They say you master something once you’ve made 10,000 mistakes doing it. If that’s true, then I must be a Grand Master at photography because I seem to have found a way to make 20,000 mistakes. As I talk with young people about photography some of the same misconceptions and questions come up over and over and I realized – I wish someone had taken the time to sit me down and share a few things with me when I first started out that would have saved me at least 5,000 of those mistakes. So here goes nothing. I’m going to let you know what I would have liked that advice to be.
1. Do not spend any time making serious photographs if you are not seriously passionate about it. Every bad photo I ever made started going bad because I wasn’t really into it. I was just going through the motions. It’s like kissing your sister so to speak. You have to care about what you are photographing, how it comes out and what story the image tells or you’re going to be disappointed.
2. Understanding how your camera REALLY works, as in every button, every switch, every menu and sub menu and sub, sub menu, will save your bacon over and over and over. The camera needs to be an extension of your eye – not something that gets between you and your subject. Learn how to use your camera and stop changing systems so often in the great hope that the NEXT big thing will make you better. It won’t. Learning how to get 100% out of what you have right now WILL!
3. Speaking of gear, focus as little as you can on gear and as much as you can on your subject, their story and how you’re going to share it. The “hey you take good pictures – you must have a good camera” line gets old. I guarantee you that it’s not the camera that makes the shot – it’s the photographer. It took me a VERY long time to figure this out. As a geek and a tech head I kept jumping into the science side of photography and the gear and the gadgets thinking THAT would save me. It didn’t. It sent me backwards. I now realize the gear is nothing more than the hammer looking for a naill.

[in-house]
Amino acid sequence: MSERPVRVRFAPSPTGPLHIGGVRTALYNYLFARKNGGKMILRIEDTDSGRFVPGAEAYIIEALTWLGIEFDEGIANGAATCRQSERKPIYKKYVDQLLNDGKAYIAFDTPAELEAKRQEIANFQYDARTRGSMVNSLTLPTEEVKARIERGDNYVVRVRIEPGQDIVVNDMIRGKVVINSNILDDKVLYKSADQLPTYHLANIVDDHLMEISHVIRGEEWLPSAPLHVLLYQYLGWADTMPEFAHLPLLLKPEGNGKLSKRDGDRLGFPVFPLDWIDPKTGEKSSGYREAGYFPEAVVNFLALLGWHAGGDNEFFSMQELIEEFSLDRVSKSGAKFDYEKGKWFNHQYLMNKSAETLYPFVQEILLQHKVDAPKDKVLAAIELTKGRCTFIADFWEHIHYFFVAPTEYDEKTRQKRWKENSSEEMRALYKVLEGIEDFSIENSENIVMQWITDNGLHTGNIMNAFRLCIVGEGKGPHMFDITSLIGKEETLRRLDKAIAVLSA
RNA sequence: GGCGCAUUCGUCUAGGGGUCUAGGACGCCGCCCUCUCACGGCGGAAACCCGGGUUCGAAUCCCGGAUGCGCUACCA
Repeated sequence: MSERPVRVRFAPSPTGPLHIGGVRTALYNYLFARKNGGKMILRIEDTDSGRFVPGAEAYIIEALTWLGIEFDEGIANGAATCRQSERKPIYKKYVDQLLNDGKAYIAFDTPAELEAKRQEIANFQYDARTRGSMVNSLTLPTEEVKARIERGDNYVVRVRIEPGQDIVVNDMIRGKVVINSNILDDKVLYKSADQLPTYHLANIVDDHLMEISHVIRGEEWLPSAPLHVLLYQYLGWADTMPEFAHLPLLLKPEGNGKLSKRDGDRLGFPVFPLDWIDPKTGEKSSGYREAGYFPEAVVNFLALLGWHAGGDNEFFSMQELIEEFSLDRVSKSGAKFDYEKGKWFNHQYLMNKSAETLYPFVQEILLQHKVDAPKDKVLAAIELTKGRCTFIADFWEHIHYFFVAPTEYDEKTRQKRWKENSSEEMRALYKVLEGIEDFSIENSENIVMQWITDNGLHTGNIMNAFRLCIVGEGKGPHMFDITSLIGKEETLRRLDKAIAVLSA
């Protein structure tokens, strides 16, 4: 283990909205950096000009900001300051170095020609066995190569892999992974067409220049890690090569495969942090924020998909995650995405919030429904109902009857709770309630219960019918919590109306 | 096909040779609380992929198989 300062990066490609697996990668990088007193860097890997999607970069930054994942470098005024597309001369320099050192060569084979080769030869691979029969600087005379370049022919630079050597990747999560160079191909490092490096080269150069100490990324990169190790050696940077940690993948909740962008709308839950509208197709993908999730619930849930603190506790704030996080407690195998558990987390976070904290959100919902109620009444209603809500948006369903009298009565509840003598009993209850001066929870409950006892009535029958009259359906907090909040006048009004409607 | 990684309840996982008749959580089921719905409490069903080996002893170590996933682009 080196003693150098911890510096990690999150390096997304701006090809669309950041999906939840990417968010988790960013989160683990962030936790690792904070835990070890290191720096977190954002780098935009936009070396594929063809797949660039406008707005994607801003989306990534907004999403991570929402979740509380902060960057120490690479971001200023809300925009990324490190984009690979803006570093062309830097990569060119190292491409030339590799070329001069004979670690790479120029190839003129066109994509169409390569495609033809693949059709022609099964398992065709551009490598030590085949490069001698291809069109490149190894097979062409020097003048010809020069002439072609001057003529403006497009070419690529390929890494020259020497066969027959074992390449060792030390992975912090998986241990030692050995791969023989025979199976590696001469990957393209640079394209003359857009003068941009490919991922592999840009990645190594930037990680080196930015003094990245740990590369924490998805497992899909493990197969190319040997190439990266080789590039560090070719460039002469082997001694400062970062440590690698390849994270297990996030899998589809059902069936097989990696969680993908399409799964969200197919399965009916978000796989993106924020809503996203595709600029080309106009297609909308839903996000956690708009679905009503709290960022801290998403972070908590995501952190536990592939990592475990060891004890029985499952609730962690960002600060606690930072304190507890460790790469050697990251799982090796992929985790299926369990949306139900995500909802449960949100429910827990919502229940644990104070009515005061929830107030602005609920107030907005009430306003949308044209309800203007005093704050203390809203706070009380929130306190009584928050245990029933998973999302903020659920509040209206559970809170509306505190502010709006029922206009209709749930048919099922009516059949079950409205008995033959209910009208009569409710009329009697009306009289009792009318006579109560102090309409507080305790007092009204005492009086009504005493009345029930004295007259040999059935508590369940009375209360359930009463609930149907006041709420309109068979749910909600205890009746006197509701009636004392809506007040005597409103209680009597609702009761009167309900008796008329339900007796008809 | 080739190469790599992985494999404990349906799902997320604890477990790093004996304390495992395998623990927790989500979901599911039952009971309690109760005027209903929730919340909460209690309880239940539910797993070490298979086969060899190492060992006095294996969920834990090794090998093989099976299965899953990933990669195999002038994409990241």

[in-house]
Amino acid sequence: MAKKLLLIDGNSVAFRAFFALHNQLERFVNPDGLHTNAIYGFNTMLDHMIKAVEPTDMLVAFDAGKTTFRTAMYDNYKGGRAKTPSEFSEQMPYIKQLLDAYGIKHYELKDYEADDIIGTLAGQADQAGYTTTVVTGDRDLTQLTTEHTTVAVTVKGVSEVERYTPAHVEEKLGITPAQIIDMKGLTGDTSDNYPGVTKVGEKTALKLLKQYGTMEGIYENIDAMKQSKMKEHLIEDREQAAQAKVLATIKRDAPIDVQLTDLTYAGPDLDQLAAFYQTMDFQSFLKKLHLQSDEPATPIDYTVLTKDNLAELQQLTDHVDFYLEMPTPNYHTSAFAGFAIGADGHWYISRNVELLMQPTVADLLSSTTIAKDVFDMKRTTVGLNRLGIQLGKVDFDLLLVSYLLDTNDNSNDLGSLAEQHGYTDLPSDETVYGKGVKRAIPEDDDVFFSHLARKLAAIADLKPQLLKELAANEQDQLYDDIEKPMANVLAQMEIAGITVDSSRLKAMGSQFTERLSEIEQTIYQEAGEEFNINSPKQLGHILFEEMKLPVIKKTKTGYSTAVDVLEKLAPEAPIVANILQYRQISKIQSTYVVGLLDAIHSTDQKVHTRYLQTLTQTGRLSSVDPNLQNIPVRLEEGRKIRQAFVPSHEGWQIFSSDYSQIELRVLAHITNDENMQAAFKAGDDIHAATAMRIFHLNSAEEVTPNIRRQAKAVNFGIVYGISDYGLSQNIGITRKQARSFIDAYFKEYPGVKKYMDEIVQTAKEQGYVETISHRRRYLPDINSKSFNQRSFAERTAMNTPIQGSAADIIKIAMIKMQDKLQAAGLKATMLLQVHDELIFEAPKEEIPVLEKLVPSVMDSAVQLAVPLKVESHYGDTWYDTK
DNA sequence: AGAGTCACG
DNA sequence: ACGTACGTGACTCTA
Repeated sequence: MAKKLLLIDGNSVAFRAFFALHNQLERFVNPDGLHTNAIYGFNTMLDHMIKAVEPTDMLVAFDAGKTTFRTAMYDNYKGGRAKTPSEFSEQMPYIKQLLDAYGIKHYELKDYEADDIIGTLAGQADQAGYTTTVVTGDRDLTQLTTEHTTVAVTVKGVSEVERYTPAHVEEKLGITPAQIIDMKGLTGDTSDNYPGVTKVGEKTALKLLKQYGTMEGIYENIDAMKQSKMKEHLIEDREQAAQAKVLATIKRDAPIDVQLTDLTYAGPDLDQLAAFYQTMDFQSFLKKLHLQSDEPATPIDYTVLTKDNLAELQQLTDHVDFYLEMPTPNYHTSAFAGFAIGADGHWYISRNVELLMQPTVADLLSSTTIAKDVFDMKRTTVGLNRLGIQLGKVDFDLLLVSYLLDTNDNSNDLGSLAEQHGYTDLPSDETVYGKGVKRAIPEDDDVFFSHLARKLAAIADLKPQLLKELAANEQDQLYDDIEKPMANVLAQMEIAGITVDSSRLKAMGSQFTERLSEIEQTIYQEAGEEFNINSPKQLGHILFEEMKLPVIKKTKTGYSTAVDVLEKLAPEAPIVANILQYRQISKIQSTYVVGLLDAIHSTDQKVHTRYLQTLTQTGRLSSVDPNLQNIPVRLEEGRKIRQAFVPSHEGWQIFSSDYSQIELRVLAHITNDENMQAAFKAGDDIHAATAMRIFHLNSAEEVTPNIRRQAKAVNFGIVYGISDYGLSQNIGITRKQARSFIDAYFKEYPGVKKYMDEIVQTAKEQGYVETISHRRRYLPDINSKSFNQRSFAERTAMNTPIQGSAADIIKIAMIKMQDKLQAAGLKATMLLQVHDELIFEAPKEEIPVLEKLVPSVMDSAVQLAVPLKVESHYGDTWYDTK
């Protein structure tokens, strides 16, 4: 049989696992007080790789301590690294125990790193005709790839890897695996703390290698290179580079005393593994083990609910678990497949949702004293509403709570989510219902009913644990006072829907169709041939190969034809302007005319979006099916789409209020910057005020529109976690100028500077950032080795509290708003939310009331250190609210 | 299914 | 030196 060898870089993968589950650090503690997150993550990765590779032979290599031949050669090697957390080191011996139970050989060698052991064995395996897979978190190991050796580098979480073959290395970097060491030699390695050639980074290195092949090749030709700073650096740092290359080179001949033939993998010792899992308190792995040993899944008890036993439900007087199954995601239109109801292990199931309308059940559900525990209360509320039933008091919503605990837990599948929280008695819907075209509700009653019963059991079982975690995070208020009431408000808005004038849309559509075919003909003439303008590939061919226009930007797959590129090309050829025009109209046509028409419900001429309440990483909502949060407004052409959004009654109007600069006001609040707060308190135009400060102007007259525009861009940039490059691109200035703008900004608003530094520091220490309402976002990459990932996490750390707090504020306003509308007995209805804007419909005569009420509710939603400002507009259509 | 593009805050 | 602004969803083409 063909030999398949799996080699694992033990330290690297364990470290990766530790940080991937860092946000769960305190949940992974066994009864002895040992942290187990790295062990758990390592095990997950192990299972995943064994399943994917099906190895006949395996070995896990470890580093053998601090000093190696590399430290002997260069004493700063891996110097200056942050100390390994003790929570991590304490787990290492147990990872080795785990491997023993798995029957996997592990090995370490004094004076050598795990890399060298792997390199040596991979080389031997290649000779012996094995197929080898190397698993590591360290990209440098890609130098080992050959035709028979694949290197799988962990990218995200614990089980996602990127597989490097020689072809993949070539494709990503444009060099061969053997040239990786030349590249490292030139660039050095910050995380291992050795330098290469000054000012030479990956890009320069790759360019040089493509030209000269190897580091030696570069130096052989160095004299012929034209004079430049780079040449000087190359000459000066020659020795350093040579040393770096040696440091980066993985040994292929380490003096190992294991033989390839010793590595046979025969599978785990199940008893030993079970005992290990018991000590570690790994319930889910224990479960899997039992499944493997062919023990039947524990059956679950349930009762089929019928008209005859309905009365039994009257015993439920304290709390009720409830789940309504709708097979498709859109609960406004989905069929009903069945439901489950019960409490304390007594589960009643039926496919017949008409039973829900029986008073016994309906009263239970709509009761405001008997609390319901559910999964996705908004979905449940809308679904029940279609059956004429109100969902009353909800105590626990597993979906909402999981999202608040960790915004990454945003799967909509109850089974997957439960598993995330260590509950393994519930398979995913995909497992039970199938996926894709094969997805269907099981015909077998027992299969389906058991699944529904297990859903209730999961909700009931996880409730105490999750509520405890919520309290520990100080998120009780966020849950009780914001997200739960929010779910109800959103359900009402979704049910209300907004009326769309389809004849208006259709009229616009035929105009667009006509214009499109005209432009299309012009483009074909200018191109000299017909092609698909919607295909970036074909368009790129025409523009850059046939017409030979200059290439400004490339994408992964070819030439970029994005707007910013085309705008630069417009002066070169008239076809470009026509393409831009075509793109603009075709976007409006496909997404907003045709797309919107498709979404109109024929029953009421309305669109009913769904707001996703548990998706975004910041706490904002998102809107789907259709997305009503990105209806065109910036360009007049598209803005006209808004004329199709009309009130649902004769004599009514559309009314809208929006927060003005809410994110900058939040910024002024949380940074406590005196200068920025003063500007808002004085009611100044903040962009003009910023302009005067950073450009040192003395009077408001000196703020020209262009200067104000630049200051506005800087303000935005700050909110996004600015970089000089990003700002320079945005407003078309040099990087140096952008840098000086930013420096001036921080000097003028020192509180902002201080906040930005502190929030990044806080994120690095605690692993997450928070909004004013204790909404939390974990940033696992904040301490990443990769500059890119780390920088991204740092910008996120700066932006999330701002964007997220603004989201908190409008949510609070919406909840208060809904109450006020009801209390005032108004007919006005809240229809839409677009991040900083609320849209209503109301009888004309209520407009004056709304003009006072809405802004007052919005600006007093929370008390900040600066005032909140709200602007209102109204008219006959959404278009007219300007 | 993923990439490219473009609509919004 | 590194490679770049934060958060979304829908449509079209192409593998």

4. Find the light first, the background second and the subject third. This statement will be controversial to many of you – some of you will yell at me because I said it. That’s because you haven’t made the 10,000 mistakes I had to make to understand it so go ahead and yell, but once you stop yelling pay attention and you’ll save yourself some pain. EVERYTHING starts with light. I can have the prettiest subject in ugly light and get no shot. And if the background is distracting, nobody notices the subject. So start with great light. Seek it out. Know it. Search for and yearn for it. Love it. Bathe in it. Dream about it. Then go find it in front of a nice clean background and THEN put your subject right there. You’ll win every time you do that.
5. If you photograph people or make pictures professionally understand that being nice is better than being good. When I listen to the people who primarily buy photographs (women are responsible for most portrait session purchases) they constantly refer to their photographer as nice. I rarely hear them say that he/she is good. My point is not that you don’t have to be good – you do. But concentrate on being nice. It took me far too long to realize how important this is and I am STILL working on it – as many of you can attest.
6. The best photographs in the world happen when the photographer or the subject or the viewer or some combination of the three are in a place where there is solid, real emotion and/or love. I know this sounds corny but if you can learn to love the subjects you photograph, you’ll take more care and make fewer mistakes. If you find real emotion in your work, you’ll cause others to feel those emotions. Thinking this doesn’t matter is the biggest photo-related mistake you can make. It took me 10 years of photography to understand this. Hopefully (and likely) you are smarter than me and you’ll get this right sooner than I did.
7. I have to stop this list somewhere so I’ll stop here with this. Understand that serious photography is about protecting memories, telling stories, keeping moments in time that have passed alive for the future and sharing all of the above. If you can think about that every time you press the shutter, you’ll make fewer mistakes and become a great photographer.
If I could have had this conversation with myself 30 years ago, I’d have become a good photographer MUCH sooner. I hope I at least helped you do that because it’s too late to do it for myself. I had to bungle through this crap on my own. No wonder I”m considered “cantankerous!”